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Using Epoxy - Fly Tying Tutorial
Article and photos by Blake Davis
||Despite having a reputation as a finicky material, epoxy remains an essential
component to many saltwater flies. It can be used as an adhesive, a clear coating, and as way to
add weight to a fly, among other uses. Although many alternatives exist, few are as
durable and versatile, and the proper use of epoxy continues to be a very important technique for saltwater fly tiers.|
While there are many epoxy kits available for fly tiers, I prefer to assemble my own materials
as they are quite cheap and easy to obtain. The following list includes tools to mix, apply, and
cure epoxy, though you can adapt your method to use whatever is on hand. Here is what you will need:
Most epoxy is rated by its working time, or the
amount of time you have to manipulate the mixed epoxy as it cures and becomes thicker. As it applies to fly tying, this working time is almost always shorter than advertised, and the only way to gauge how long it takes for an epoxy to cure is to mix a small batch. Most epoxies fully cure overnight.
- two-part epoxy product
- index cards or Post-it notes for mixing
- bodkin or similar tool for mixing and applying epoxy
- fly drying/turning wheel
| Fly tiers typically use "one-minute" to
"30-minute epoxy", reserving those with shorter working times as an adhesive for eyes and other
fly accessories, and those with longer working times as a durable coating. Unless you need a
strong adhesive, or have no way to rotate the fly while it cures, I recommend 30-minute epoxies, not only because of the longer working time, but because they are less prone to the discoloration that can occur when cured epoxy is exposed to sunlight.
Mixing Epoxy (Steps 1 to 5)
|Step 1: Begin by labeling the upper corner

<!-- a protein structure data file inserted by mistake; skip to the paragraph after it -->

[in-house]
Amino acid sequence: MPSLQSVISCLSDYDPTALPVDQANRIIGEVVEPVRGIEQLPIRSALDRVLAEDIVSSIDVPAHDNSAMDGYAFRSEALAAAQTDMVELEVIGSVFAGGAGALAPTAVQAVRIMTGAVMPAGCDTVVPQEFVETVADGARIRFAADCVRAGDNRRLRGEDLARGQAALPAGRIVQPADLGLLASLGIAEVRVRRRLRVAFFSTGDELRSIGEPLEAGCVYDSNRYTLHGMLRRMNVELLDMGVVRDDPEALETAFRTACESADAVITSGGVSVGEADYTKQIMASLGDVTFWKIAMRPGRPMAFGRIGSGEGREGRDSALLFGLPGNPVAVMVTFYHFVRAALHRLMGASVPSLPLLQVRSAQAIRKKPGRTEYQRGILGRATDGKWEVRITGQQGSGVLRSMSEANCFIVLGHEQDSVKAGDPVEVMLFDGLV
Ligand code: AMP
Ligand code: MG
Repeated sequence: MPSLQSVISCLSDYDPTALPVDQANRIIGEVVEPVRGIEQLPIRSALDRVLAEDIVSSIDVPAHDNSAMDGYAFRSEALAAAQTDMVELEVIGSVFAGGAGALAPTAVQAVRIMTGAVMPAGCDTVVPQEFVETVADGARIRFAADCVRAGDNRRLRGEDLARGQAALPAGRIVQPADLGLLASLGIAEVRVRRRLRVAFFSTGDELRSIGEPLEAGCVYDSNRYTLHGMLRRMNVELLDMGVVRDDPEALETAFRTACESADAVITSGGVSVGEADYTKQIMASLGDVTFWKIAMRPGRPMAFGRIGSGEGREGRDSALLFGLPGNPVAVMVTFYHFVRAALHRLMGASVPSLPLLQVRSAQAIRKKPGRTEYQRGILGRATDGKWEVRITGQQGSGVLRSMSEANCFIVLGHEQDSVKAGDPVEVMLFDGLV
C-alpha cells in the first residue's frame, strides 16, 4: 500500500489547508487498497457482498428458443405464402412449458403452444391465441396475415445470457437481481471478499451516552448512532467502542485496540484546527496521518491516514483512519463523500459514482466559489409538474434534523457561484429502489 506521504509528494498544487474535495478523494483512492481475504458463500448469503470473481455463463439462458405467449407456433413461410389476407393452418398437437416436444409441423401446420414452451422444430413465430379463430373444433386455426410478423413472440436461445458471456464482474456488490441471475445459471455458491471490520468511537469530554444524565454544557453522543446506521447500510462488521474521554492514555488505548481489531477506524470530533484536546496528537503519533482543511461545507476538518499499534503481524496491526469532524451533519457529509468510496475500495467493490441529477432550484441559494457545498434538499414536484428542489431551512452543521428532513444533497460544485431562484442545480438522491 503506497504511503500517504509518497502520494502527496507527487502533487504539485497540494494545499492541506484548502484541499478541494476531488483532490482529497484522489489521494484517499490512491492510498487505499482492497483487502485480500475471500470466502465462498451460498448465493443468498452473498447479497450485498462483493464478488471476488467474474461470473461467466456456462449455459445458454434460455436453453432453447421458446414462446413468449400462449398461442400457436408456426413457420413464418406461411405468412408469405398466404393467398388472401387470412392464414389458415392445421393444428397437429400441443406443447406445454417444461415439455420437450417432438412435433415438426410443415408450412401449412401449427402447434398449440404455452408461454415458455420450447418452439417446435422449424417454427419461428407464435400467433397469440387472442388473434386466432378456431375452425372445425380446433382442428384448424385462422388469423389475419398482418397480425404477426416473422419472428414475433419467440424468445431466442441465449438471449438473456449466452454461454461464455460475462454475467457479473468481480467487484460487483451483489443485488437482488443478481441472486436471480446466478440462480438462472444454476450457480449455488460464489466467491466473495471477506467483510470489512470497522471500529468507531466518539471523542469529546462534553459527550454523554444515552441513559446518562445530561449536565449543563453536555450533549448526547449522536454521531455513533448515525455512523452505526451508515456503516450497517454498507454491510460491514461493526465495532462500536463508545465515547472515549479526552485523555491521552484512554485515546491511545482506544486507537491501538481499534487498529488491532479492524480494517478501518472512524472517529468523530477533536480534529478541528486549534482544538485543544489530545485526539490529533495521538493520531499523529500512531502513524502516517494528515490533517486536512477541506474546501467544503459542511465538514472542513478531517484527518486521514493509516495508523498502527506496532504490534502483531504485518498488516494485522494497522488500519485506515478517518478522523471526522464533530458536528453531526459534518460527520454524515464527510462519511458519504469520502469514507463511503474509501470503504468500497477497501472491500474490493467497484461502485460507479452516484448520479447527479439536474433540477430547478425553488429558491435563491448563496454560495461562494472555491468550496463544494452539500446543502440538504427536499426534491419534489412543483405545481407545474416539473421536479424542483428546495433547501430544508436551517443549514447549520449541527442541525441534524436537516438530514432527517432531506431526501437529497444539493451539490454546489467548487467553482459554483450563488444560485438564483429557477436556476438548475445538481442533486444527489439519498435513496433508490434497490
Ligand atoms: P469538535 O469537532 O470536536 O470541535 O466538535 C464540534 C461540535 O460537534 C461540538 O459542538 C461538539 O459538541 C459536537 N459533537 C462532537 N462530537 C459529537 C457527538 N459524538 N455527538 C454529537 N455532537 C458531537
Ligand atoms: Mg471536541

of your index card or paper slip. If you are making multiple batches, this will help you monitor
which epoxy batches have cured. Make sure to have your bobbin, toothpick, or other mixing
implement close at hand and a clear workspace. |
|Step 2: Squeeze out equal portions of the
two epoxy resins, each amount approximately the size of a quarter. Unless otherwise indicated in
the instructions that accompany your epoxy, most epoxies use a fifty-fifty ratio of two
resins that react to form a durable plastic polymer.
One of these resins typically has a yellow hue and a slightly thinner consistency, while the other
tends to be clearer and thicker. To ensure equal portions of each, some tiers pre-measure the
resins in small plastic cups. I prefer to eyeball each amount, taking into account
each resin has a different consistency.
While you can mix less epoxy than is shown, using a larger amount gives you a greater margin for
error. Essentially, your proportions can be off by a fair amount but the epoxy will still cure properly, which is
not necessarily true when starting with smaller amounts.
|Step 3: Using a bodkin or other mixing
implement, begin moving the epoxy resin from the outside of the epoxy "pool" into the center
(Note: Toothpicks, coffee straws or stirrers, and other disposable mixing tools are often not a good choice, as they can break, or are too short to work with, which can end up creating a mess. Using a dedicated bodkin with a strong handle will help make this job much easier. Just remember to clean this tool well by wiping it with a paper towel or small rag each time you're finished mixing & applying a batch of epoxy). Work your way around the outer edge and continue pushing resin toward the center, being careful not to stir in air bubbles by working too quickly.
Step 4: After about half a minute of pushing the resin into the center, begin moving the bodkin in a
circular pattern, again moving slowly to avoid air bubbles. If you are careful, you will need to
spend no more than an additional minute mixing. As the resins mix and begin to react, the epoxy
mixture will become cloudy. This is temporary and the epoxy with soon clarify.
Step 5: After a maximum of two minutes mixing, your epoxy should be ready to apply. There
should be no streaks caused by unmixed resins, and the cloudiness that once appeared should no
longer be apparent. As the epoxy cures, you will notice the material near the center of the pool solidifies more quickly than the edges. Keep this in mind later when you are applying the epoxy, as the material from the center of the epoxy pool is almost always better mixed.
How to apply epoxy >>
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